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A last minute deal between Bahrain's monarchy and protesters, brokered by the US, may have been scuttled by Saudi Arabia.
On Monday, about 1,200 Saudi National Guard troops drove a long convoy of armored cars across the four-lane, 16-mile causeway linking their country to Bahrain. Five hundred policemen from the United Arab Emirates followed. The forces were described as a contingent from the six-nation Gulf Cooperation Council that was rushing to the defense of one of its members.
It was the first time the Gulf Cooperation Council intervened in a domestic dispute of a member. The Saudis officially informed U.S. officials of their decision to send in troops on Monday.
Meanwhile, even as foreign troops entered his country, Crown Prince Salman had not given up trying to coax the moderate Shia opposition into talks.
On Monday, he sent four intermediaries to a late afternoon gathering of opposition figures from several parties at the headquarters of Wefaq National Islamic Society, the largest and most influential group, according to Abdulnabi Salman, deputy secretary general of the Democratic Progressive Tribune, a small party comprised mostly of former communists.
The intermediaries urged the opposition to be flexible, help the crown prince out and accept a dialogue immediately. But the opposition remained skeptical and mistrustful. It wanted to know who they would be negotiating with and if he would accept an elected constituent assembly to write a new constitution. The emissaries of the crown prince asked if he did, would they accept that it made decisions on a two-thirds vote rather than a simple majority.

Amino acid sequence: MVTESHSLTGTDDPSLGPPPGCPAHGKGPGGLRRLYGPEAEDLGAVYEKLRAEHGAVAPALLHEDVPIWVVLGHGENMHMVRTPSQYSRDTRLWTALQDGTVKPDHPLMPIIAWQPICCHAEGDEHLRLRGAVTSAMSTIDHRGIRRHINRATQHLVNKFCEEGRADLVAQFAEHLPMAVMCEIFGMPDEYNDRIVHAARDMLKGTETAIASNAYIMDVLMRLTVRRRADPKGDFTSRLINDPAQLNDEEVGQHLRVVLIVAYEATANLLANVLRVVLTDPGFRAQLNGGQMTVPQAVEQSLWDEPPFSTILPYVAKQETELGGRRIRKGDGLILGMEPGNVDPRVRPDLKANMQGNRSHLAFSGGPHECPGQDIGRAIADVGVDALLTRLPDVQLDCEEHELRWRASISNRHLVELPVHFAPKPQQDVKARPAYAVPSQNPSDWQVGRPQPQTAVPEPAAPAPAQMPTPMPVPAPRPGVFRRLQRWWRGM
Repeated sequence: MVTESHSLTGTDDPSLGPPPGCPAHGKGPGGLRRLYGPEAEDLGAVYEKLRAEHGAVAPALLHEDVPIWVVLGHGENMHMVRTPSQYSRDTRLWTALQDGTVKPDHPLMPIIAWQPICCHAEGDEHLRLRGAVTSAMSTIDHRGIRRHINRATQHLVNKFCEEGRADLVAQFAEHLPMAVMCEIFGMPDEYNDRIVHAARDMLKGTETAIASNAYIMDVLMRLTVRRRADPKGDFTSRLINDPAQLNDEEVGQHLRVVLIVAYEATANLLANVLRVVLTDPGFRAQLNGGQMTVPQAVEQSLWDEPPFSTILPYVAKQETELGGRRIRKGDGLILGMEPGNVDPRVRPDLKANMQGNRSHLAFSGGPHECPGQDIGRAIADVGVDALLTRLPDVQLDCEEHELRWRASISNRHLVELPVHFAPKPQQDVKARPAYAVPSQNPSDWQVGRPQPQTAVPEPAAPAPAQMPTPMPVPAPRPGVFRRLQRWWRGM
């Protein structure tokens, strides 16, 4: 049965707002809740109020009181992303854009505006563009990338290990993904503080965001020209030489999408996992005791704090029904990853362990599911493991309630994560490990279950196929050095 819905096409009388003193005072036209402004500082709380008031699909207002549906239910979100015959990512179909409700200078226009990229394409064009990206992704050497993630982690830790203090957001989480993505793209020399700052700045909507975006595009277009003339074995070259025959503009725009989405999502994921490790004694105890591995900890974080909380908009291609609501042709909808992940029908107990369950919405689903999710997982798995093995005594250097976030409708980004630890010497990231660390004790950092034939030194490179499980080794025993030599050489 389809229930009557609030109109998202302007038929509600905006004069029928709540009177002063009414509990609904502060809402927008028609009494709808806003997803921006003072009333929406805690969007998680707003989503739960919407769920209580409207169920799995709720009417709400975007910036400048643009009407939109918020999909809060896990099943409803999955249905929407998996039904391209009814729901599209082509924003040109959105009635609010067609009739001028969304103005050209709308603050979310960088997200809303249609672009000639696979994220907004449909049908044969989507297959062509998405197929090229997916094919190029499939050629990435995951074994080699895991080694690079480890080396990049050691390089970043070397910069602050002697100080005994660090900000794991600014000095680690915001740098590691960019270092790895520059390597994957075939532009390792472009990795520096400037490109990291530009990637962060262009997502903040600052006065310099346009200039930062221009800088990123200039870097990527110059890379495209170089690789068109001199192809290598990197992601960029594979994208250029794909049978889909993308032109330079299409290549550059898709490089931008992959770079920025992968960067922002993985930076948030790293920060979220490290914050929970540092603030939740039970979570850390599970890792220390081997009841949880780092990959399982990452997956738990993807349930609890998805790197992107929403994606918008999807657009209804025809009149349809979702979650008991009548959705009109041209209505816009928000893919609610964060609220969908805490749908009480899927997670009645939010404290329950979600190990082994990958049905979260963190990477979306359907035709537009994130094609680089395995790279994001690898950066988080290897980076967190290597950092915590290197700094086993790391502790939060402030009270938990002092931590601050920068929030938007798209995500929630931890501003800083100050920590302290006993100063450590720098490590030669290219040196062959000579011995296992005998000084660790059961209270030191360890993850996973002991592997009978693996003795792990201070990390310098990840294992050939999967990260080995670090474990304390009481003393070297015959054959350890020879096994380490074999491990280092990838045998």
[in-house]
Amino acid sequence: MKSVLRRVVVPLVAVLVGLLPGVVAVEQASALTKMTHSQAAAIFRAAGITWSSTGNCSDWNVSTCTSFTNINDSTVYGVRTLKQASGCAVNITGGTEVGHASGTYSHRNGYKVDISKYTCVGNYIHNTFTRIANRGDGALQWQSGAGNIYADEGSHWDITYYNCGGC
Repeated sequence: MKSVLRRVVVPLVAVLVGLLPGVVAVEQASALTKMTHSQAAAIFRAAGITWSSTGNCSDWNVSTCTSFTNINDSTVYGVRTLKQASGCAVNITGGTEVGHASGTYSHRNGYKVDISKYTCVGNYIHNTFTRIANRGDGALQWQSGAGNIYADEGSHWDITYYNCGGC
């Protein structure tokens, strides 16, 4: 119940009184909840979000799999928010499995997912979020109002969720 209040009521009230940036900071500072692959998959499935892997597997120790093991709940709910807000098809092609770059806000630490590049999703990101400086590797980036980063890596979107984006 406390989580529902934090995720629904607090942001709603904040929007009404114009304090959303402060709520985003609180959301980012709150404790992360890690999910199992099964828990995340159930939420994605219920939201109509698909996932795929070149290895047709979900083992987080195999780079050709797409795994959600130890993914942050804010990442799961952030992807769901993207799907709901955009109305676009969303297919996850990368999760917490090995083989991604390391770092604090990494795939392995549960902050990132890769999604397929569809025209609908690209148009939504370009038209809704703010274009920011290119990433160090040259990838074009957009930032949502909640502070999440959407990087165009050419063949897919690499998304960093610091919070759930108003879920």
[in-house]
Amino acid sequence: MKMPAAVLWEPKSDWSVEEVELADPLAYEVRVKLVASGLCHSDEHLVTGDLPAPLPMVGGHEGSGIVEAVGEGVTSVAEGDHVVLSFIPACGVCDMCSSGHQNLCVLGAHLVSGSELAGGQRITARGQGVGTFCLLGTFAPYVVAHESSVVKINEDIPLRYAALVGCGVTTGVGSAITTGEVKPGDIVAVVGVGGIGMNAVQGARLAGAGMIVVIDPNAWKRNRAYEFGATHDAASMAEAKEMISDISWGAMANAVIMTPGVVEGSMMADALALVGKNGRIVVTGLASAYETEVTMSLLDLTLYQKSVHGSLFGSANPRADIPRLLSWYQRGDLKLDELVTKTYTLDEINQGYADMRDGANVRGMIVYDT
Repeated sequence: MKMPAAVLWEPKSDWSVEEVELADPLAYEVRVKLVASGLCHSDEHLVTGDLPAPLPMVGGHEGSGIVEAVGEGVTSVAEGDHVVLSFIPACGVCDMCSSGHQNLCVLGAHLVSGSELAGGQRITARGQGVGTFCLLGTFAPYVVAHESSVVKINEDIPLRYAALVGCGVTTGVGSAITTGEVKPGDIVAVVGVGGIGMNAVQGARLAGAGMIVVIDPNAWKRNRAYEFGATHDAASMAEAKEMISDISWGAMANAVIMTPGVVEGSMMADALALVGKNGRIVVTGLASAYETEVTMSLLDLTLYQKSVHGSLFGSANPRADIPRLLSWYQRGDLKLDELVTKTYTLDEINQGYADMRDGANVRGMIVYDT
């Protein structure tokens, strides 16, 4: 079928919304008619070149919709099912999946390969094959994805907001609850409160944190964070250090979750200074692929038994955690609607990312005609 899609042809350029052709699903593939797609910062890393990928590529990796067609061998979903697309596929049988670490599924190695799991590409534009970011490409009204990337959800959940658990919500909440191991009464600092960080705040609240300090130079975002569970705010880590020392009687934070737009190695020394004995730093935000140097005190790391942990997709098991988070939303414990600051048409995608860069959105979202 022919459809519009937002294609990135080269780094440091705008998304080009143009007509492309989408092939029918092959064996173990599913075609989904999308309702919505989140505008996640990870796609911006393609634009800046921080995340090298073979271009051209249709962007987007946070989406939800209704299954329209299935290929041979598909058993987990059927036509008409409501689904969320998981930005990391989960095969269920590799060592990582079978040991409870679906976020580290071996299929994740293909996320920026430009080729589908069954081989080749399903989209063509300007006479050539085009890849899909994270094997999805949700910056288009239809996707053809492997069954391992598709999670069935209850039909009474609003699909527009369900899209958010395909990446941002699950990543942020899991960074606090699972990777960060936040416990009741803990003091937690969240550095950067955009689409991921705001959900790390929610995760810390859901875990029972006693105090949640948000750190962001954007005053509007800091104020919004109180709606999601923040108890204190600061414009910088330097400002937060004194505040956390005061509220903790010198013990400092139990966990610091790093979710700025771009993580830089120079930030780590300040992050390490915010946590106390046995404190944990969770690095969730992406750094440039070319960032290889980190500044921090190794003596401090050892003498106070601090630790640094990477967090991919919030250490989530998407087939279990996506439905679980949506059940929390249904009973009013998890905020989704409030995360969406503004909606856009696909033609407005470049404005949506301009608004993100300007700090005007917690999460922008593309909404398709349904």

The meeting ended inconclusively.
Also on Monday, Feltman arrived. It was his fifth visit to Bahrain since the protest movement began on Feb. 14. According to senior Wefaq officials, he and embassy officials met with the opposition that night.
“The embassy people were complaining about our delaying” in accepting the crown prince’s offer of dialogue, said Abdulnabi Salman of the Tribune party. “We told them about our reasons for our lack of confidence,” he added, referring to past promises from the government to enact political reforms that went unmet.
On Tuesday, Feltman met with the Crown Prince in the morning, according to a State Department official. Then, in the afternoon, as King Hamad was declaring a state of emergency and curfew, Feltman met again with Wefaq officials.
He was trying to hammer out some kind of accommodation that would allow talks on political reform to get underway. It is not clear exactly what his proposal was. Some sources describe it as a “mediation” proposal. Others say it was like “a code of conduct” to restore order to the capital’s increasingly lawless streets so that a genuine political dialogue could start.
Wefaq leader Sheikh Ali Salman said in an interview with three of his top aides that they accepted Feltman’s proposal and that the U.S. diplomat said he would get back to them after obtaining the assent of the Crown Prince.
But late Tuesday evening, they said, they were told that Feltman still had not be able to reach the king or crown prince.
“Feltman was trying, according to our information, to get any response from the government and nobody was responding,” said Wefaq’s Abdul Jalil Khalil Ebrahim.
“My guess is that the king and crown prince had nothing they could say to Feltman, because Saudi Arabia was calling the shots at that stage,” said Augustus Richard Norton, a Middle East scholar at Boston University.
Hours later, at first light on Wednesday morning, government security forces swept through Pearl Roundabout, arresting those who did not flee and ripping down all evidence of the protesters’ presence.